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Good dolphin fishing has finally arrived off the Miami area. There are large numbers of fish in the schools and they can be found through a wide range of depths and distances offshore. The fish range in size from schoolies to fish into the 20 pound range. If you come across a school of smaller fish, remember that there is a 20 inch minimum from the lower jaw to the fork of the tail (LJFT) and a 10 fish per person limit. Keep a few and then move on to find some larger fish. With the large number of fish, catching your limit can be very easy. It is also very easy to get so caught up in the feeding frenzy that you go over your limit. Someone needs to keep track of how many you've caught so that if you get stopped and inspected, a good day won't be ruined by getting fined.

There are still plenty of sailfish and kingfish being caught in the 90 - 200 foot range.

Move inshore and the tarpon bite is still going off most every evening with the fish in the 90 - 150 pound range. If you've ever had a dream of catching a tarpon that weighs 100 pounds or more, now is the time to make that dream become a reality. Don't be put off by the afternoon rain storms as they have usually passed through and the skies clear up by 6 - 6:30 in the evening.

Dennis and Don Cataldo along with Dale Cochrane and Peter Holehouse tangled with a large mean nasty tarpon that didn't want to give up. The battle started on the south side of the jetties at Government Cut. The fish played it very lazy to begin with and did little to no jumping. Without expending much energy, the tarpon had twice as much stamina as they usually have. The fish made its way into the main channel and with the tide going out, we followed it as it went offshore staying in the deep water. The fish finally came up and gave us a few jumps and then went right back down. It was a see saw battle back and forth for a very long time. Neither the fish nor the angler wanted to give in and we continued to move out the channel. By the time we made it out to where the channel dog legs to the left, the tarpon was finally wearing down, but not enough to pose for a good boat side picture. With two cameras going, enough pictures were finally taken and the fish was released. The battle lasted for well over an hour.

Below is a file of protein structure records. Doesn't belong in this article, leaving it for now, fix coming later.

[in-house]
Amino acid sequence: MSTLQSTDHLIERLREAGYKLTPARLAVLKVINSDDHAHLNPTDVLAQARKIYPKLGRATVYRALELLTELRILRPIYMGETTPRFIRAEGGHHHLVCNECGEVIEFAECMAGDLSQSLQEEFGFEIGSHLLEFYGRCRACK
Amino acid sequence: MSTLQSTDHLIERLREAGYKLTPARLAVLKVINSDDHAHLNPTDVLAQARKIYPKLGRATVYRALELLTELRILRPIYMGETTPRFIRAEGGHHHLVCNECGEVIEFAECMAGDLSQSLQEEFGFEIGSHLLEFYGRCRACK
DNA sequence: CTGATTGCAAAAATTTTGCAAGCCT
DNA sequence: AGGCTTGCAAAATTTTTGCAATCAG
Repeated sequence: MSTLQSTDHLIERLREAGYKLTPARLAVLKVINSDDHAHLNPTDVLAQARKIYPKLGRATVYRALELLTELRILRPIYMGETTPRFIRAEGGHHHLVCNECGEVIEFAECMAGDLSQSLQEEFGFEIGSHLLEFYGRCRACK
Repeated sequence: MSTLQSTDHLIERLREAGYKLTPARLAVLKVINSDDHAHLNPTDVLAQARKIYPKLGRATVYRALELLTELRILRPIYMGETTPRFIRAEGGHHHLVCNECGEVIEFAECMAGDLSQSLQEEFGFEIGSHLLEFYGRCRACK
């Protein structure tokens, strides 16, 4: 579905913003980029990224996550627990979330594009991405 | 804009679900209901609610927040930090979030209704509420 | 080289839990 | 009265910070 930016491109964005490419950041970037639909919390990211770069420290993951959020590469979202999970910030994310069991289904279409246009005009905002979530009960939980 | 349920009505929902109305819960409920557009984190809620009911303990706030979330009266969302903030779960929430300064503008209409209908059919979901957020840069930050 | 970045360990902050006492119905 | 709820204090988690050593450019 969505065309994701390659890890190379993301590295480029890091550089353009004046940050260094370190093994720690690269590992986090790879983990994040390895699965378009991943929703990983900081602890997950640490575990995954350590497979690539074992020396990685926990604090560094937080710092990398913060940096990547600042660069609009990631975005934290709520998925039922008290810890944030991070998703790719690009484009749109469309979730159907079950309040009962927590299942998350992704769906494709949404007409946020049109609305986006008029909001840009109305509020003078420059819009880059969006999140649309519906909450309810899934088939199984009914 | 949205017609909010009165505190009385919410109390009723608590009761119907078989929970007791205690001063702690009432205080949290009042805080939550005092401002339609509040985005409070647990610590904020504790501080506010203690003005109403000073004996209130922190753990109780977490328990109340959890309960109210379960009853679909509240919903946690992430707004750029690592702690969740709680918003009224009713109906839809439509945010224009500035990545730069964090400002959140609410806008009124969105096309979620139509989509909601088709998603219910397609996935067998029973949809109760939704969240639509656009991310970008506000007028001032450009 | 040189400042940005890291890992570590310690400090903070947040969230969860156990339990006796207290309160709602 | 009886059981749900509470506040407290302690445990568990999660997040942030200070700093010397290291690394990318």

Ben and Jenny Skinner along with their son Charlie got into to some hot and heavy dolphin action. We started the morning off with catching herring and pilchards in the Haulover area. We worked our way offshore checking each and every slick and scattered weedline we came across. At 10.5 miles out we found a large weed patch along with a heavy scattered line. As we slow trolled our baits down the line, we saw dolphin swimming along side of the boat and it was time for the dolphin frenzy to begin. Ben was hooking fish on Kaplan jigs, Jenny and Charlie were hooking up with the live bait. Charlie had never seen anything like this back home in Virginia and this was his first time catching dolphin. By the time the fish moved on, the boat needed a good hosing down and everyone needed some liquid refreshment. We regrouped and moved back to the weedline and within minutes, we were back in the fish again. All of the fish were schoolie size with the exception of a few throw backs. Between catching fish, Jenny was busy taking pictures of Charlie fighting his fish. Ben was busy with hooking fish and handing the rod off to either Charlie or Jenny. After the second blitz of fish, we hosed the boat down again and counted our catch as we were getting close to limiting out. We had room for a few more fish, so we moved back to the line. By this time we were joined by two other boats who were busy catching fish also. Once again we got into the fish and I counted down as we approached our limit. Ben and Jenny decided that we had enough and we called the trip at the half day mark and ran back to TNT Marine Center where Ben and I cleaned all the fish that they want to take back home with them. While we were cleaning the fish, they all got treated to the sight of the barracuda, jack crevalle, and large tarpon that were getting their fair share of the action by eating the skins and rib sections. Once again a family spent good quality time together catching fish, having fun, and making memories that will last for years to come.

It's time to book your dolphin charter. Tarpon fishing will remain strong through the end of June before it begins to rapidly wind down for another season, so don't delay on getting in on that action either. And finally, think about an afternoon evening trip where you can catch dolphin offshore and finish the evening off with tarpon. It's the best of both worlds.

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Thanks for the report. I look forward to seeing some pictures of those Tarpon!

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